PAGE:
With the glut of electronic artists saturating the music market in recent years, it can be frustrating to find something that doesn’t sound like the rest of the crowd. Copy-paste beats, generic hooks, and unimaginative samples can make the electronic landscape boring at best and grating at worst. Artists such as CHVRCHES and Cut Copy have helped break that monotony. The newest release from UK-based Wild Beasts, Present Tense, is another; and it lies far enough on the right end of the spectrum to hang with the big boys of electronica—if they’re not part of that group already. Present Tense makes a strong case for assured membership.
“Wanderlust” is an awesome, brooding opener to the album. It maintains a powerful hook and an undercurrent of energy that just barely trembles below the surface for the duration of the song. It continues to build in the second half of the song before ending in a way that is both unexpected and satisfying. It’s the start to a thread of deliciously somber music, sickly and unsettling, as it slips into a dim room and occupies the negative space.
The musical style is different from what the group has done before. The band has always had a bit of an air of bombast, beginning with the fairly over-the-top debut Limbo, Panto which had soaring hooks and downright theatrical falsetto. They were then dialed back for the warm Two Dancers album and reinvented for the subsequent, phenomenal Smother. Present Tense ironically steps back in time to explore some of yesteryear’s influences for a release that would have felt at home three decades ago. It’s by no means a bad thing, however, songs like “Daughters” would feel right at home in some somber adult fantasy film.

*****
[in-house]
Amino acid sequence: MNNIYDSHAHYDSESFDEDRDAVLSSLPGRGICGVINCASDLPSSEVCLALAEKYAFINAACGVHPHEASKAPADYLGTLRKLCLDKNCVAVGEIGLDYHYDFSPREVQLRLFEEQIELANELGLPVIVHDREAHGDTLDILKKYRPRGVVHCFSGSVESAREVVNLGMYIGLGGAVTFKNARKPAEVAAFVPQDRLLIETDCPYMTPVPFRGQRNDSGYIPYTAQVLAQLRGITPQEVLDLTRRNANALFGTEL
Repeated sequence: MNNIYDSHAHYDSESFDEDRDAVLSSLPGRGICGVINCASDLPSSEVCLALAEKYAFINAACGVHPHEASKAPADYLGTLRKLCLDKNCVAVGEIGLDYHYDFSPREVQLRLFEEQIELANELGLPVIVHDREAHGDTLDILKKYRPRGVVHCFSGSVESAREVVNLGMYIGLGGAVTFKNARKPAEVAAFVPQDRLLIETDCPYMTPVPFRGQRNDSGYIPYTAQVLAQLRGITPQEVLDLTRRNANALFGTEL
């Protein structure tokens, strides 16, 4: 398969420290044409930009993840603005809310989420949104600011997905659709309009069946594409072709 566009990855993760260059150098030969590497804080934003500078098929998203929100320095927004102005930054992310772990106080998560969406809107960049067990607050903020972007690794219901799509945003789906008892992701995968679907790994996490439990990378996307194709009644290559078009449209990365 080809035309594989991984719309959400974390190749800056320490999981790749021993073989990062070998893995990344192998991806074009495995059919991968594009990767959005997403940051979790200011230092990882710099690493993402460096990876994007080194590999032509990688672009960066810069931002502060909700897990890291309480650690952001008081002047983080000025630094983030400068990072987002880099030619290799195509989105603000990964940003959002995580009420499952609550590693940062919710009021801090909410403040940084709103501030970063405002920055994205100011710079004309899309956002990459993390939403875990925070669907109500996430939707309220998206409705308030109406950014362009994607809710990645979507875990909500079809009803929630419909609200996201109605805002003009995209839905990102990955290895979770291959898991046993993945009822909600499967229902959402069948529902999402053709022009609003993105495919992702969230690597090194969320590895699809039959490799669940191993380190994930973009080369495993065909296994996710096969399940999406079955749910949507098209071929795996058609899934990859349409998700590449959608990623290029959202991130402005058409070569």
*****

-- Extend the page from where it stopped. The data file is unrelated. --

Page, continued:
That wonderful darkness pervades Present Tense. It’s anchored by the baritone vibrato of frontman Hayden Thorpe, striking a balance between the styles of the respective performers Woodkid and Beirut’s Zach Condon. Regardless, Thorpe remains one of the most distinctive vocal performers of recent memory and his work here, which alternates between that purring bass and unsettling falsetto, serves as the anchor for a style that is wholly unique. In “Pregnant Pause,” Thorpe returns to some of his stylings from 2009’s Two Dancers, though his mostly quieter performance here and on most other tracks (“A Dog’s Life,” “Mecca”) works perfectly for what Present Tense successfully attempts to do: crawl deep inside you and stay there. Closer “Palace” drips with decadence, blending a number of outstanding hooks for a nearly-unforgettable track.
2014 is shaping up to be another terrific year for music, as Wild Beasts have once again hit it out of the park. The powerful, numbing energy of Present Tense is the result of a prolific blend of epic vocalization and minimalist instrumentation. It’s the layering of those sounds that really drives home Present Tense’s great vibe, and it’s a vibe that strikes straight through the core.